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Sounds like the programs have different ends. The Kalamazoo program was to keep families in Kalamazoo. DC doesn't (for all it's talk) have trouble keeping people in DC. This would end up largely being a handout to high income families who are not having trouble making ends meet on 250k for any reason other than poor choices. The median household income in the district is only $62k after all so most people are getting by on much much less.

by BTA on Nov 15, 2013 11:19 am • linkreport

@BTA " This would end up largely being a handout to high income families who are not having trouble making ends meet on 250k for any reason other than poor choices."

I am not certain that poor choices are the only reason high income folks have trouble paying for college considering the cost of college. There is a failed logic that poor choices of the parent nullifies the help the city will give since a lot of those with lower incomes or no income made poor choices to end up in the situation they are in. Also, the program doesn't to my knowledge account for family size. Is that a poor choice? If so, again, why are the children punished?

by leeindc on Nov 15, 2013 11:43 am • linkreport

Private schools are very organized and loaded with politically connected people who will go absolutely bananas fighting to get their "share" of cash.

I like the plan for the reasons mentioned above, but if this starts to look like it might happen, private school parents are gonna start lobbying and it will be really hard for Council Members to fight them off.

I also wonder what Council Members Jack Evans position will be since he doesn't even send his kids to DCPS.

by turtleshell on Nov 15, 2013 12:01 pm • linkreport

Conventional wisdom for middle-class DC parents seems to be that while a large fraction of families can find an elementary school solution from the mix of high-performing out-of-boundary DCPS, charters, and improving in-boundary DCPS schools, the big question is what to do about middle school. The prospect of $10k/year college grant could be a very big deal to, say, a dual GS-11 family, or a GS-14 with one stay-at-home parent, or such, and a strong incentive to try to stay in DC.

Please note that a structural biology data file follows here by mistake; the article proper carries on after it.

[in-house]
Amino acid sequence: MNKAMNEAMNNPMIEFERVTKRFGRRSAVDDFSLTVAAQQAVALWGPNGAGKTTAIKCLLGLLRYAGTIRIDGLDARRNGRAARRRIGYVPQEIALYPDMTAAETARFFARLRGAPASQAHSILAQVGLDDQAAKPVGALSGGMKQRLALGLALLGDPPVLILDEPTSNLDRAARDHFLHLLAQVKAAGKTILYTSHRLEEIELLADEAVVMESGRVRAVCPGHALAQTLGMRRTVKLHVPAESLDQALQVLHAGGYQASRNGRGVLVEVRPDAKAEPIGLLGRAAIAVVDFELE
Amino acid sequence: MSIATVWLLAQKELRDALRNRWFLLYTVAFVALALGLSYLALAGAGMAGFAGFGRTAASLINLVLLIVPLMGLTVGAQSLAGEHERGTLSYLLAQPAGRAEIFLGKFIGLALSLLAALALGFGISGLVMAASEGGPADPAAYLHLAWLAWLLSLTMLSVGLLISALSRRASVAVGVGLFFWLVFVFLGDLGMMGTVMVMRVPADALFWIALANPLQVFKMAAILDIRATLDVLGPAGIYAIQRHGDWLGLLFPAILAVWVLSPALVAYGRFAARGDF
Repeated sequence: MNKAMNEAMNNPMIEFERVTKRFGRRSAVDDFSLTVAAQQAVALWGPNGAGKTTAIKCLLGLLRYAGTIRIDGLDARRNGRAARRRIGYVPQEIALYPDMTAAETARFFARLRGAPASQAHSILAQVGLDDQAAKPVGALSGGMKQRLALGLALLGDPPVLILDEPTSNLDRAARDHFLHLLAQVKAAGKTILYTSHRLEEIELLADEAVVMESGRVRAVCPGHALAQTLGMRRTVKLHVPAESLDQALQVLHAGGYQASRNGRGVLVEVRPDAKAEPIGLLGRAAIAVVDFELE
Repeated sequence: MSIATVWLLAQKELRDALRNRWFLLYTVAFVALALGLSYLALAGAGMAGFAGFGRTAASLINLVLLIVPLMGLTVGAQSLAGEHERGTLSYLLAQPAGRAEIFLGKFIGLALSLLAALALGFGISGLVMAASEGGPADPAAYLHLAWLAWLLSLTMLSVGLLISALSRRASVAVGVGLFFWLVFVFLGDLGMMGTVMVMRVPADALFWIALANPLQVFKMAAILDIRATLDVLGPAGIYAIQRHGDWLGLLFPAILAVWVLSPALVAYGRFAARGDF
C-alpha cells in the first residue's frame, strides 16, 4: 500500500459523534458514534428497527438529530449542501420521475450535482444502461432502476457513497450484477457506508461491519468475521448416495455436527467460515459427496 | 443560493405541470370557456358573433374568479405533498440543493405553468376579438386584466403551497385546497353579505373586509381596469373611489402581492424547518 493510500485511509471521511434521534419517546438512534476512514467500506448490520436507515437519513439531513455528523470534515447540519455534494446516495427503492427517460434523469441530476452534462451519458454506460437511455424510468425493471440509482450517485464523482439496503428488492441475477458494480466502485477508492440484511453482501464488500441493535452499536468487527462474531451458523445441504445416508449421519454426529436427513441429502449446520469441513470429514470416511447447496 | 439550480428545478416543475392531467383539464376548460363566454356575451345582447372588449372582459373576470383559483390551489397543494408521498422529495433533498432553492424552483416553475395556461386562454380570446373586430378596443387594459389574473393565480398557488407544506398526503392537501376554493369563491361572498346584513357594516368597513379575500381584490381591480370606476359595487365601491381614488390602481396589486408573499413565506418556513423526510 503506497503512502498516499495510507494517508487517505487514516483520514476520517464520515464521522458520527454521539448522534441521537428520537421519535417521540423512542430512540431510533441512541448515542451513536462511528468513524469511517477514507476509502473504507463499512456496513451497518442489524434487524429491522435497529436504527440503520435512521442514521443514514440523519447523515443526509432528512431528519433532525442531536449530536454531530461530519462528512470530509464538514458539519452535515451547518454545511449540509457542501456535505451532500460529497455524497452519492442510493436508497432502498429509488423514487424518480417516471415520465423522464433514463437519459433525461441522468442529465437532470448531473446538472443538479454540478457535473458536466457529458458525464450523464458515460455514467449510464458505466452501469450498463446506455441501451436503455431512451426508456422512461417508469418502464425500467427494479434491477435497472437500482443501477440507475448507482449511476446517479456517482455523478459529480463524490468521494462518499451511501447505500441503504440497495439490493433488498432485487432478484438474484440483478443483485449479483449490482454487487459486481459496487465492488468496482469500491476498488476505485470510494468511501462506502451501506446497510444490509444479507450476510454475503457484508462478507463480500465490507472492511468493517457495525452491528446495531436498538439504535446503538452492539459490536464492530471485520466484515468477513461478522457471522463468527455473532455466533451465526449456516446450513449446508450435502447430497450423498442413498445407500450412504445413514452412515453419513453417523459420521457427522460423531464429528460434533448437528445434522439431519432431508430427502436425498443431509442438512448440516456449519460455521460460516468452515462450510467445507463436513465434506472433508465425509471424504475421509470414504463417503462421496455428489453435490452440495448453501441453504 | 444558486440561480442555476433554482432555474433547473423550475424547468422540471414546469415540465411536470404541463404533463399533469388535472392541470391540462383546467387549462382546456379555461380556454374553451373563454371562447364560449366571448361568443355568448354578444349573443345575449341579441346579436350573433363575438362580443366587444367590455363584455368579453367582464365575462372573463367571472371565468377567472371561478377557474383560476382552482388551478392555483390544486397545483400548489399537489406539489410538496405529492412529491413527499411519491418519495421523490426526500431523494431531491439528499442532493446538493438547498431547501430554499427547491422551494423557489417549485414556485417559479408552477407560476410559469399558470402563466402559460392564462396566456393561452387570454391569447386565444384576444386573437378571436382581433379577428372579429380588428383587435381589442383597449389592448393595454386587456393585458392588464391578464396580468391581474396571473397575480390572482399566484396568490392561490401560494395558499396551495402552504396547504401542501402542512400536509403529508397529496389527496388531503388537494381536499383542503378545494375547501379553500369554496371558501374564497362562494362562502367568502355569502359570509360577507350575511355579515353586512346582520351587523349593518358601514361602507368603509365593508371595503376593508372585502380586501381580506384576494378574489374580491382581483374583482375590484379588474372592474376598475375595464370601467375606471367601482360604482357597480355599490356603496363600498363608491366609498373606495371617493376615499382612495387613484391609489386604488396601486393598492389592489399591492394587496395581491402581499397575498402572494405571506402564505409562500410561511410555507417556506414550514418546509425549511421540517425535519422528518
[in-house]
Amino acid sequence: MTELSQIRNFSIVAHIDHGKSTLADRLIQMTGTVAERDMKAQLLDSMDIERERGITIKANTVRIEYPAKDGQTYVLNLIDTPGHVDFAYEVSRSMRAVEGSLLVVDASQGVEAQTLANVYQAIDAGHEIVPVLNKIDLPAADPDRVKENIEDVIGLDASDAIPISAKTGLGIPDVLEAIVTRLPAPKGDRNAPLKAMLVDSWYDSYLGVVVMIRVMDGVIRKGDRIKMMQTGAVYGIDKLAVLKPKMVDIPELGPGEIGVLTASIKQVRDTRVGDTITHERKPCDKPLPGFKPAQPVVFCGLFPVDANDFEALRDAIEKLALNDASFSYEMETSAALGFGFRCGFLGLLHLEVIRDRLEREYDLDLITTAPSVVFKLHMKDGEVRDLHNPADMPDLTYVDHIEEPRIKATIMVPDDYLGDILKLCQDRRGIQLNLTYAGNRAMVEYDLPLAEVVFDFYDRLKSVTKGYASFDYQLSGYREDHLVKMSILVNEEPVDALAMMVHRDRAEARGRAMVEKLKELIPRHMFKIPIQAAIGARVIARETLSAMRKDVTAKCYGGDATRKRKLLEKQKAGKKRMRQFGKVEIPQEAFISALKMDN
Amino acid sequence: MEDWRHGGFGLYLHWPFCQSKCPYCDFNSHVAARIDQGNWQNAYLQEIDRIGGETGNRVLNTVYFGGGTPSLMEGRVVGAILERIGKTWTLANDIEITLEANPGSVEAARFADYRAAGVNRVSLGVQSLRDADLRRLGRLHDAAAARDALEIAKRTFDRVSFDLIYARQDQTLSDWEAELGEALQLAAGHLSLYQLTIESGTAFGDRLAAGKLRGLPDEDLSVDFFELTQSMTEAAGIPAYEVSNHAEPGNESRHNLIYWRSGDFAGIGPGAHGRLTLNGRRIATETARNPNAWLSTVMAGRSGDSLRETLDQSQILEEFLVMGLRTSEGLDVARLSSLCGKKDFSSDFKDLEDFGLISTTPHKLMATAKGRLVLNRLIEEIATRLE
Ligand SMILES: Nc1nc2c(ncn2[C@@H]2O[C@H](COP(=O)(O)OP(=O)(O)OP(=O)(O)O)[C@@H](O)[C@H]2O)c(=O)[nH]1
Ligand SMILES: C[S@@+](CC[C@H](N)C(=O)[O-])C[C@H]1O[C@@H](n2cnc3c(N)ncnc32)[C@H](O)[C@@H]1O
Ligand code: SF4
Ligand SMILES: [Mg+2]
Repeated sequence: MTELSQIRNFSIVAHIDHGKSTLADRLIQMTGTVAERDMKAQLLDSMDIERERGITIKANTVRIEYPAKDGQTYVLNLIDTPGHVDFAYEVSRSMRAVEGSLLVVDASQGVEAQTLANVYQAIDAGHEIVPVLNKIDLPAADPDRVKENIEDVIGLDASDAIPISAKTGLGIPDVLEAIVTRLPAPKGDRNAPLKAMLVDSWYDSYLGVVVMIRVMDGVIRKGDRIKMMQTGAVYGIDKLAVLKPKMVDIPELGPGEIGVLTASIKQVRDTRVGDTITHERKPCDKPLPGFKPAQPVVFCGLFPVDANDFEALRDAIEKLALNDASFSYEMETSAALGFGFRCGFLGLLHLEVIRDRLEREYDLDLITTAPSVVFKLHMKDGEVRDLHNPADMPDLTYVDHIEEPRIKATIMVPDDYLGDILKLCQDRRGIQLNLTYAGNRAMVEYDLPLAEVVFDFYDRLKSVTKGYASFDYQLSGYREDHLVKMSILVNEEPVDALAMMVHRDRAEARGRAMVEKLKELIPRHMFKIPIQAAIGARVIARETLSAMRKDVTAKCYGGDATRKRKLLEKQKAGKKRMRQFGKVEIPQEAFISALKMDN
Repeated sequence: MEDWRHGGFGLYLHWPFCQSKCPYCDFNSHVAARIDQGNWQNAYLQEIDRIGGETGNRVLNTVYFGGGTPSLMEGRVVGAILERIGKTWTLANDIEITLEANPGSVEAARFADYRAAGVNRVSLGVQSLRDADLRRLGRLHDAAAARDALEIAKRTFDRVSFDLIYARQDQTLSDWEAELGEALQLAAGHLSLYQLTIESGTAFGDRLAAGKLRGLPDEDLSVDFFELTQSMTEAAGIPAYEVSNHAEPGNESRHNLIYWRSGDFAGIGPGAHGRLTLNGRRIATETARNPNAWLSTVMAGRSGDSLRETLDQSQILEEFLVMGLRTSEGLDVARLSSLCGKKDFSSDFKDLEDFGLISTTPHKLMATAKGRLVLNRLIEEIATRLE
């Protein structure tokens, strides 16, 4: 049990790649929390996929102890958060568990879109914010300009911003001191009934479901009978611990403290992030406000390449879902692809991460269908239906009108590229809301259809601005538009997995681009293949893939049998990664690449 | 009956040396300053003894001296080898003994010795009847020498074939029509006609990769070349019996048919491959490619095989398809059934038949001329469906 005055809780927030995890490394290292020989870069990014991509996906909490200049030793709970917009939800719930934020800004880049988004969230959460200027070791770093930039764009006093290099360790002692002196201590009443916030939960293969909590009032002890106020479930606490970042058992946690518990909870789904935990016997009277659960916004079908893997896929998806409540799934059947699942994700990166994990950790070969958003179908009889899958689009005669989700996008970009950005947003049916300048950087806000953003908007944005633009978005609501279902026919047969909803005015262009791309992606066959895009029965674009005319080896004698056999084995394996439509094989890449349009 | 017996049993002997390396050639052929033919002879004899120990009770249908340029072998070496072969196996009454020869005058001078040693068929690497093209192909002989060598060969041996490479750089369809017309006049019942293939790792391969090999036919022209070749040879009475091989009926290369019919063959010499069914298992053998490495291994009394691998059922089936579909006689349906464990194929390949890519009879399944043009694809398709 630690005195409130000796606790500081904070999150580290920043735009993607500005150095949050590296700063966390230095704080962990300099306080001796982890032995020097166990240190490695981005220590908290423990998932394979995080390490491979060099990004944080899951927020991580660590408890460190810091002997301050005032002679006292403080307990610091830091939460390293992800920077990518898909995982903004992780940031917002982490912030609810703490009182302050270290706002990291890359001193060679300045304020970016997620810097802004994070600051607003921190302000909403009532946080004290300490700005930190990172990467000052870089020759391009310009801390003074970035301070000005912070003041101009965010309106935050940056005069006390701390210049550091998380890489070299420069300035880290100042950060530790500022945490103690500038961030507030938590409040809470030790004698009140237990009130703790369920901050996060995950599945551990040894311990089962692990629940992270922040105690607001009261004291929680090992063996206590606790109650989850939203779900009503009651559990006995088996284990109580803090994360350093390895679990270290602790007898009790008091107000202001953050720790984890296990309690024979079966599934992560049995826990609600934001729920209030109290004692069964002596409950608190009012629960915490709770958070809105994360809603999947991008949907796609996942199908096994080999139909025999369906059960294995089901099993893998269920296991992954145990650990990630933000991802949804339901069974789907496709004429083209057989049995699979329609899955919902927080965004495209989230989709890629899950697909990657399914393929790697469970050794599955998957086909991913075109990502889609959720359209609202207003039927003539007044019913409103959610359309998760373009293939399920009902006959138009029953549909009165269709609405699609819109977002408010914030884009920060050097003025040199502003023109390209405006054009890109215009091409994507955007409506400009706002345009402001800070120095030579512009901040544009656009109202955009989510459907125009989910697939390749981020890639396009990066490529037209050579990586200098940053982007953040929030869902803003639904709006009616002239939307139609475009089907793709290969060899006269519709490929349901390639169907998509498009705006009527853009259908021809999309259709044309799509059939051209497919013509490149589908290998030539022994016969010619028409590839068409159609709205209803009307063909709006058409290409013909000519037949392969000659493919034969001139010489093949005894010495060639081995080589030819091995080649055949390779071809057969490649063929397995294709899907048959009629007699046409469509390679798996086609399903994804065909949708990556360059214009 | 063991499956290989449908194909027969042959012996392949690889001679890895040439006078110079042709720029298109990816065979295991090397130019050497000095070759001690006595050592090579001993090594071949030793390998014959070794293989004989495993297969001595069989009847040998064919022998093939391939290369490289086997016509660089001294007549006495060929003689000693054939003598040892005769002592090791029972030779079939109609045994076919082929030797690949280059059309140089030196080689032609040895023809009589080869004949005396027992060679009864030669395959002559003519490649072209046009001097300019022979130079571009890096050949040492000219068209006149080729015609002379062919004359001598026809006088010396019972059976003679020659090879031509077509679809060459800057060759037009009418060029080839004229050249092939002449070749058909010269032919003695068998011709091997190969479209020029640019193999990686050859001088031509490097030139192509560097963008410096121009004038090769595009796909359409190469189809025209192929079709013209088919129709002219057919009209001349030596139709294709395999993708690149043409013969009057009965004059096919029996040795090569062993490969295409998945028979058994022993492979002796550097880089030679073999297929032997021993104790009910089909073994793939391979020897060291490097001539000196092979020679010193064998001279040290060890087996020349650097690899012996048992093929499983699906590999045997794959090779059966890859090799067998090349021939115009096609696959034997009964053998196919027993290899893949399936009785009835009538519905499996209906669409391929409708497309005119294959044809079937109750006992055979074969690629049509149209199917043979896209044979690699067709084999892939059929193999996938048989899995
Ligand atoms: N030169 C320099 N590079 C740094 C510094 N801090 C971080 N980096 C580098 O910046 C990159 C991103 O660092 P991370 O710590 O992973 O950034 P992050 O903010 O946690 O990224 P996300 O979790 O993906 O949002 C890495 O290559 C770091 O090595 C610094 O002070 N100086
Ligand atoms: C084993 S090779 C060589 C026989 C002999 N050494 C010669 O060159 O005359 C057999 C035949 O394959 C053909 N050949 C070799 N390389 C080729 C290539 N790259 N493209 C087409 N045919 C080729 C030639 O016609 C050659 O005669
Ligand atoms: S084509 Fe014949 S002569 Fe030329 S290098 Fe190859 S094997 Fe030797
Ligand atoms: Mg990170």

Keeping middle class residents in the city and increasing the number of middle class students in the schools could, as noted, raise the metrics of school performance without doing anything about the achievement gap. I think there could be some interesting analysis of the financial impacts of this--if better school metrics lead to higher property values and thus to higher property tax revenues, for example. Or, by keeping parents in DC through the high school year and college years, DC is then more likely to 'capture' said parents as empty nesters, keeping more of their spending and taxes in the city.

There is no scalable, demonstrated solution to poverty-based scholastic underperformance. Even expensive, heroic efforts like the Harlem Childrens Zone still don't come anywhere close to matching the results of ordinary suburban middle class schools. The 'obvious' solution is to solve poverty, but that, too, is a problem to which there are no known scalable solutions, and DC alone can't solve what is inherently a regional problem.